The team in Thailand has been busy over the last two months – especially while director and founder of Bring the Elephant Home (BTEH) Antoinette van de Water has been in country! With the start of data collection for a subset of five BTEH rented lemongrass plots and ten community-owned pineapple plots on the horizon, equipment and methodology trialing has begun. Data collection via camera trapping is set to begin in mid-May to record baseline elephant behavior in control and experimental plots for the HECTAARE project and for Brooke Friswold’s PhD research with King Mongkut’s University of Technology Thonburi (KMUTT) in partnership with BTEH and HECTAARE. 

Continue reading

Can Asian elephants use water as a tool?

By Dr. Lisa P. Barrett

Asian elephants at the Oklahoma City Zoo

The floating object task is a puzzle that comparative cognition researchers present to animals (including humans) to study the evolution of cognitive abilities, like cause and effect understanding and the ability to use water as a tool. To solve the task and retrieve the floating reward inside, you must add water to a tube to raise the water level and reach the reward. Some primates, like orangutans have been able to solve the task by carrying water in their mouths from a drinker and spitting it into the tube to reach a peanut.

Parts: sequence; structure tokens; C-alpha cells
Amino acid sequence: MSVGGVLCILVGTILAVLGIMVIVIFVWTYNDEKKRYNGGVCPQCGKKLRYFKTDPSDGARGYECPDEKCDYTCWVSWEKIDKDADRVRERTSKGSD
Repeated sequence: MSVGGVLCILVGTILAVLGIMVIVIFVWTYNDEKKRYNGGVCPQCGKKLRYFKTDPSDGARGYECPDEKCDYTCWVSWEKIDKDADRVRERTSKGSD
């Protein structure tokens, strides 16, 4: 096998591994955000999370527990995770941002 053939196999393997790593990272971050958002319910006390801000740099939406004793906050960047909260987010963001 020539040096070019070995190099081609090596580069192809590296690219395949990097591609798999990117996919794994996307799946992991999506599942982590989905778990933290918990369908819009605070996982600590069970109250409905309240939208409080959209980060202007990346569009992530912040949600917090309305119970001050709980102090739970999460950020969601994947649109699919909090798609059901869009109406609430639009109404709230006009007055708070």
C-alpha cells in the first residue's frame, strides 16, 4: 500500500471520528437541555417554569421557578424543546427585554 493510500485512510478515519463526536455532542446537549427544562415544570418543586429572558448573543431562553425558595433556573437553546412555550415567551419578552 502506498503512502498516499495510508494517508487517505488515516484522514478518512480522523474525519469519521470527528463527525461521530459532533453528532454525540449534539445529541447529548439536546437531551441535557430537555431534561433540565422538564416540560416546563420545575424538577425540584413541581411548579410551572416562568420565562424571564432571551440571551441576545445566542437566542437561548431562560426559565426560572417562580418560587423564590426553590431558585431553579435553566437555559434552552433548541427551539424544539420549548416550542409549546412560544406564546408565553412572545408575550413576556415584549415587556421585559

My colleague, Dr. Sarah Benson-Amram, and I presented this puzzle to elephants for the first time (Barrett & Benson-Amram, 2020). We wanted to see if elephants’ unique trunk morphology would make them well-equipped for the floating object task. Since they spray water for bathing, and hold water in their trunk as a vessel for bringing it to their mouth, we predicted that they would be up for the task. We collaborated with the National Zoo and the Oklahoma City Zoo to carry out this research. We used a tube filled about 1/3 of the way with water, baited with a floating marshmallow. As is often the case with animal research, things did not go as we expected.

Continue reading

When farmers and elephants compete for space

By Lena Coker

These farmers in Sri Lanka are at the interface of forest and agriculture, where most incursions by elephants occur.

In Sherpur, rural Bangladesh, as the human population increases, so does the demand for the land and natural resources that the elephants need to survive. This is a story of human-animal conflict that is repeated around the globe with many species and rural communities as they struggle to find the balance for coexistence. Continue reading

E is for “Endangered”

Or why we shouldn’t take those large odd-looking animals for granted.

E is for Endangered

Step into any nursery or play room, take a quick walk down the isles of your local bookstore or library. Or just look at the clothing and toys we surround children with. They are full of images of iconic animals – giraffes, rhinoceros, hippos, lions, elephants…